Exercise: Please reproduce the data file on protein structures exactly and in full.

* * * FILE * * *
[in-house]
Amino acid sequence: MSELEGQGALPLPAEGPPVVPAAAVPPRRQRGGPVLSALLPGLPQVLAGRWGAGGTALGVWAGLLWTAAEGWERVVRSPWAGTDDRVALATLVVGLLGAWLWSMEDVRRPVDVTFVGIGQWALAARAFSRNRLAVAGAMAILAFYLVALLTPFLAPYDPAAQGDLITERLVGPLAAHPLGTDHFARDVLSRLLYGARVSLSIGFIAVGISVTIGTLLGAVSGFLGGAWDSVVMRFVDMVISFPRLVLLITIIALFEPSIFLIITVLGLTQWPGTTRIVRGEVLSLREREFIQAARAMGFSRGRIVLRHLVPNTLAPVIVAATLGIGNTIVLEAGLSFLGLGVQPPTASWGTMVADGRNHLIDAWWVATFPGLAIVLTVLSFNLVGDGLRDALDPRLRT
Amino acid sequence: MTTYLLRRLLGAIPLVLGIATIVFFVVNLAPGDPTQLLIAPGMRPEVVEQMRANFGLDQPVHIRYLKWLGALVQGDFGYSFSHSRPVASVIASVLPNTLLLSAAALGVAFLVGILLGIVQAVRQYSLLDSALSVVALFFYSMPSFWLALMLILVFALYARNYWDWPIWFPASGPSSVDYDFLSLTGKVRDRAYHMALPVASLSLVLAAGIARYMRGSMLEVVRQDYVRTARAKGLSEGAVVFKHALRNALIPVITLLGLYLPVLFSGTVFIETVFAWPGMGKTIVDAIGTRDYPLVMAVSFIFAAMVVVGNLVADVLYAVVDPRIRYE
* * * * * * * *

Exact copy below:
[in-house]
Amino acid sequence: MSELEGQGALPLPAEGPPVVPAAAVPPRRQRGGPVLSALLPGLPQVLAGRWGAGGTALGVWAGLLWTAAEGWERVVRSPWAGTDDRVALATLVVGLLGAWLWSMEDVRRPVDVTFVGIGQWALAARAFSRNRLAVAGAMAILAFYLVALLTPFLAPYDPAAQGDLITERLVGPLAAHPLGTDHFARDVLSRLLYGARVSLSIGFIAVGISVTIGTLLGAVSGFLGGAWDSVVMRFVDMVISFPRLVLLITIIALFEPSIFLIITVLGLTQWPGTTRIVRGEVLSLREREFIQAARAMGFSRGRIVLRHLVPNTLAPVIVAATLGIGNTIVLEAGLSFLGLGVQPPTASWGTMVADGRNHLIDAWWVATFPGLAIVLTVLSFNLVGDGLRDALDPRLRT
Amino acid sequence: MTTYLLRRLLGAIPLVLGIATIVFFVVNLAPGDPTQLLIAPGMRPEVVEQMRANFGLDQPVHIRYLKWLGALVQGDFGYSFSHSRPVASVIASVLPNTLLLSAAALGVAFLVGILLGIVQAVRQYSLLDSALSVVALFFYSMPSFWLALMLILVFALYARNYWDWPIWFPASGPSSVDYDFLSLTGKVRDRAYHMALPVASLSLVLAAGIARYMRGSMLEVVRQDYVRTARAKGLSEGAVVFKHALRNALIPVITLLGLYLPVLFSGTVFIETVFAWPGMGKTIVDAIGTRDYPLVMAVSFIFAAMVVVGNLVADVLYAVVDPRIRYE